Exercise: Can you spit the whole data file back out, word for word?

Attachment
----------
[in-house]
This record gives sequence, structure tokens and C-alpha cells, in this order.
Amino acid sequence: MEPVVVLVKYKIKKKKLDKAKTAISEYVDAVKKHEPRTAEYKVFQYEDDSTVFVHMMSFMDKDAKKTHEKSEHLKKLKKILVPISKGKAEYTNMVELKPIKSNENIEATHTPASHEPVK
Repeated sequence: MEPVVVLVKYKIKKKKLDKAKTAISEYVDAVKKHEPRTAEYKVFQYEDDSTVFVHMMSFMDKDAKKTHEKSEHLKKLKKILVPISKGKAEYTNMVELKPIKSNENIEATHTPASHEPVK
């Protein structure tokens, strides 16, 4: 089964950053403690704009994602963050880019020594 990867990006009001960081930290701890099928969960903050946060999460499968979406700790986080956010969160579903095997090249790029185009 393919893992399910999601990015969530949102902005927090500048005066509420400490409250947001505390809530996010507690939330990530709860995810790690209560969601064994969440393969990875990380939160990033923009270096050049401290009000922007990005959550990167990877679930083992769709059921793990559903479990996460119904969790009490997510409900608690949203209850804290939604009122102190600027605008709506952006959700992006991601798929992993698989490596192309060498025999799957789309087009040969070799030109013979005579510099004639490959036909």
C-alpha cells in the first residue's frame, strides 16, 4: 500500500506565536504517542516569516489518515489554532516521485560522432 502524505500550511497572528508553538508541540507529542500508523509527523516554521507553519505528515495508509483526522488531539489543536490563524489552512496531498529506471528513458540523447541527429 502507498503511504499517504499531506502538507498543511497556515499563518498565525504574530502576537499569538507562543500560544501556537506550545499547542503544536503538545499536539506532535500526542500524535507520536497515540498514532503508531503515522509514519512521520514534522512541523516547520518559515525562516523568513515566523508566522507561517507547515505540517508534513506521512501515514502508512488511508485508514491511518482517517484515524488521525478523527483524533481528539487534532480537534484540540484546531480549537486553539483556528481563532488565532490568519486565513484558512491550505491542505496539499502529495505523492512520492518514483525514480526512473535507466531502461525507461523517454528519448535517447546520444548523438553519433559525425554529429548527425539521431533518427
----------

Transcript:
[in-house]
This record gives sequence, structure tokens and C-alpha cells, in this order.
Amino acid sequence: MEPVVVLVKYKIKKKKLDKAKTAISEYVDAVKKHEPRTAEYKVFQYEDDSTVFVHMMSFMDKDAKKTHEKSEHLKKLKKILVPISKGKAEYTNMVELKPIKSNENIEATHTPASHEPVK
Repeated sequence: MEPVVVLVKYKIKKKKLDKAKTAISEYVDAVKKHEPRTAEYKVFQYEDDSTVFVHMMSFMDKDAKKTHEKSEHLKKLKKILVPISKGKAEYTNMVELKPIKSNENIEATHTPASHEPVK
């Protein structure tokens, strides 16, 4: 089964950053403690704009994602963050880019020594 990867990006009001960081930290701890099928969960903050946060999460499968979406700790986080956010969160579903095997090249790029185009 393919893992399910999601990015969530949102902005927090500048005066509420400490409250947001505390809530996010507690939330990530709860995810790690209560969601064994969440393969990875990380939160990033923009270096050049401290009000922007990005959550990167990877679930083992769709059921793990559903479990996460119904969790009490997510409900608690949203209850804290939604009122102190600027605008709506952006959700992006991601798929992993698989490596192309060498025999799957789309087009040969070799030109013979005579510099004639490959036909």
C-alpha cells in the first residue's frame, strides 16, 4: 500500500506565536504517542516569516489518515489554532516521485560522432 502524505500550511497572528508553538508541540507529542500508523509527523516554521507553519505528515495508509483526522488531539489543536490563524489552512496531498529506471528513458540523447541527429 502507498503511504499517504499531506502538507498543511497556515499563518498565525504574530502576537499569538507562543500560544501556537506550545499547542503544536503538545499536539506532535500526542500524535507520536497515540498514532503508531503515522509514519512521520514534522512541523516547520518559515525562516523568513515566523508566522507561517507547515505540517508534513506521512501515514502508512488511508485508514491511518482517517484515524488521525478523527483524533481528539487534532480537534484540540484546531480549537486553539483556528481563532488565532490568519486565513484558512491550505491542505496539499502529495505523492512520492518514483525514480526512473535507466531502461525507461523517454528519448535517447546520444548523438553519433559525425554529429548527425539521431533518427